What is ONVIF?
ONVIF = Open Network Video Interface Forum.
A common term you may come across in the IP Video industry is ONVIF. ONVIF – an acronym standing for Open Network Video Interface Forum – is both a global forum and a global protocol that allows different surveillance and security devices from different manufacturers to operate together seamlessly.
ONVIF began in 2008 as an effort by Axis, Bosch, and Sony to create an easier path for software developers to integrate with and maintain support for IP cameras. ONVIF continues to evolve today to include other types of surveillance devices like Access Control and Alarm.
Why is ONVIF important?
ONVIF = a standard way to talk to security devices.
Before ONVIF every manufacturer defined their own protocols and pushed VMS (Video Management Software) companies to implement support. This caused many issues for VMS companies as it limited the number of manufacturers and devices VMS’s could reliably support. As a result end-customers faced limitations when designing a VMS, having to pay close attention to compatibility between cameras and software.
ONVIF profiles were designed to address these issues by standardizing a common way for software to talk to IP camera (and later, access control, alarm, and more) devices.
What are ONVIF Profiles?
ONVIF currently has 6 profiles for security devices, listed below.
ONVIF Profiles A & C are for Access Control Devices
- A Profile A conformant device can retrieve information, status and events, and configure entities such as access rules, credentials and schedules. A Profile A conformant client can provide configurations of access rules, credentials and schedules. The client can also retrieve and receive standardized access control-related events.
- Profile C conformant devices and clients support site information, door access control, and event and alarm management.
ONVIF Profiles G, Q, S, and T are for Video Devices
- An ONVIF Profile G device (e.g., an IP network camera or video encoder) is one that can record video data over an IP network or on the device itself. A Profile G client (e.g., a video management software) is one that can configure, request, and control recording of video data over an IP network from a Profile G conformant device. Profile G also includes support for receiving audio and metadata stream if the client supports those features.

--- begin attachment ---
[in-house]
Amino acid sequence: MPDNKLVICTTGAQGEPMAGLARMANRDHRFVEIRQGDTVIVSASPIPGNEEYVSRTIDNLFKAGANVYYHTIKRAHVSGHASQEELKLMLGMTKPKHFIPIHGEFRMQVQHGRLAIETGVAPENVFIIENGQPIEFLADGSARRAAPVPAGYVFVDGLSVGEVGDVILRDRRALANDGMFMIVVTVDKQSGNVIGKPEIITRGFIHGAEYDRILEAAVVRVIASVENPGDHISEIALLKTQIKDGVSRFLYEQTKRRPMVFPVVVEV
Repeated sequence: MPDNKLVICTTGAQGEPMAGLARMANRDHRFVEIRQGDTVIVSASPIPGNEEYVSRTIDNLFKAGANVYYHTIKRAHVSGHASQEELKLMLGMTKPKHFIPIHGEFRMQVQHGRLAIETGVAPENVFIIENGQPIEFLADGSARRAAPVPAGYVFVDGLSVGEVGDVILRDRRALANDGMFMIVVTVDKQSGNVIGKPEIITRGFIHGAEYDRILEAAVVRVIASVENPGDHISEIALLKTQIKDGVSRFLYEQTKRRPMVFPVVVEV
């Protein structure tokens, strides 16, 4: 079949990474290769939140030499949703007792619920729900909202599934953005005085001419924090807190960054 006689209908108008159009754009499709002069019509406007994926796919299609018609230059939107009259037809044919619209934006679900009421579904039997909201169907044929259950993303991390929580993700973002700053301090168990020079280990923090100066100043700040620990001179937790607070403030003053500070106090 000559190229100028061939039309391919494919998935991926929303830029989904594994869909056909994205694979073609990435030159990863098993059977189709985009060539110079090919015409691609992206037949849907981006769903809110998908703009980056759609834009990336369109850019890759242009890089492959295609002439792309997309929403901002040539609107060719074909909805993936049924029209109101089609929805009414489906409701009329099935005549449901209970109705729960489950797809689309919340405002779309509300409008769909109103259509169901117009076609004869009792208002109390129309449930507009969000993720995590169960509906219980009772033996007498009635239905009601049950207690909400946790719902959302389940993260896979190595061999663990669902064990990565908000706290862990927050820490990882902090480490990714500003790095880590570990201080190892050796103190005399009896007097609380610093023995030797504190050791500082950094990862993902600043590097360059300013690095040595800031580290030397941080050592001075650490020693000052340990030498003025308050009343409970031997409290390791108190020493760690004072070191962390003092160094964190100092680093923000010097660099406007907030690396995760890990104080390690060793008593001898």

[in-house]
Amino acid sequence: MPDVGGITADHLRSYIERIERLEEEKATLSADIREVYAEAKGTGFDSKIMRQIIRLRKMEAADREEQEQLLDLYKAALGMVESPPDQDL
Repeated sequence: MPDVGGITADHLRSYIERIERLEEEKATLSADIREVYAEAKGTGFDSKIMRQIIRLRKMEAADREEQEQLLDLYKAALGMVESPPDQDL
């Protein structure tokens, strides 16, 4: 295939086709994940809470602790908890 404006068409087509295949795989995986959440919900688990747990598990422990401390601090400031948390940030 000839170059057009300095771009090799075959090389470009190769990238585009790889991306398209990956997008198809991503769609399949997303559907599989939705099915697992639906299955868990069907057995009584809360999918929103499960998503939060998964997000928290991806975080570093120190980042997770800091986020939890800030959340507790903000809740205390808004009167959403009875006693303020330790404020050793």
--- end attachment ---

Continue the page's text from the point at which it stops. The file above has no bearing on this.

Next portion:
- An ONVIF Profile Q conformant device is one that can be discovered and configured by a Profile Q client. A Profile Q conformant client is one that can discover, configure and control a Profile Q device over an IP network. Profile Q also covers specifications for TLS (Transport Layer Security) configuration for conformant products that support this feature.
- An ONVIF Profile S device (e.g., an IP network camera or video encoder) is one that can send video data over an IP network to a Profile S client. A Profile S client (e.g., a video management software) is one that can configure, request, and control video streaming over an IP network from a Profile S device. Profile S also covers ONVIF specifications for PTZ control, audio-in, multicasting and relay outputs for conformant devices and clients that support such features.
- An ONVIF Profile T device supports video streaming features such as the use of H.264 and H.265 encoding formats, imaging settings, and alarm events such as motion and tampering detection. Mandatory features for devices also include on-screen display and metadata streaming, while mandatory features for clients also include PTZ control. Profile T also covers ONVIF specifications for HTTPS streaming, PTZ configuration, motion region configuration, digital inputs and relay outputs, and bidirectional audio for conformant devices and clients that support such features.
ONVIF’s Impact on the Security Industry & Nx
ONVIF has collaborated with the International Electrotechnical Commission (IEC) and the European Committee for Electrotechnical Standardization (CENELEC) to ensure that ONVIF protocols become the international standard for all devices involved in security and surveillance.
In the late 2000’s many large IP video device manufacturers in China like Hikvision and Dahua adopted ONVIF as a standard. As Hikvision and Dahua, at the time, were OEM manufacturers for many international surveillance brands this cemented ONVIF as THE industry standard.
ONVIF has since been adopted by most manufacturers (both software and hardware) in the security industry today. As of May 2019, ONVIF standards have been implemented across 12,000 products. This has allowed software development companies like Network Optix to create open, extensible video management solutions with the ability to support hundreds of manufacturers and tens of thousands of devices.
Nx Witness VMS, for example is able to support 99% of IP cameras (see the Nx Witness supported devices list) in the market today primarily because of ONVIF.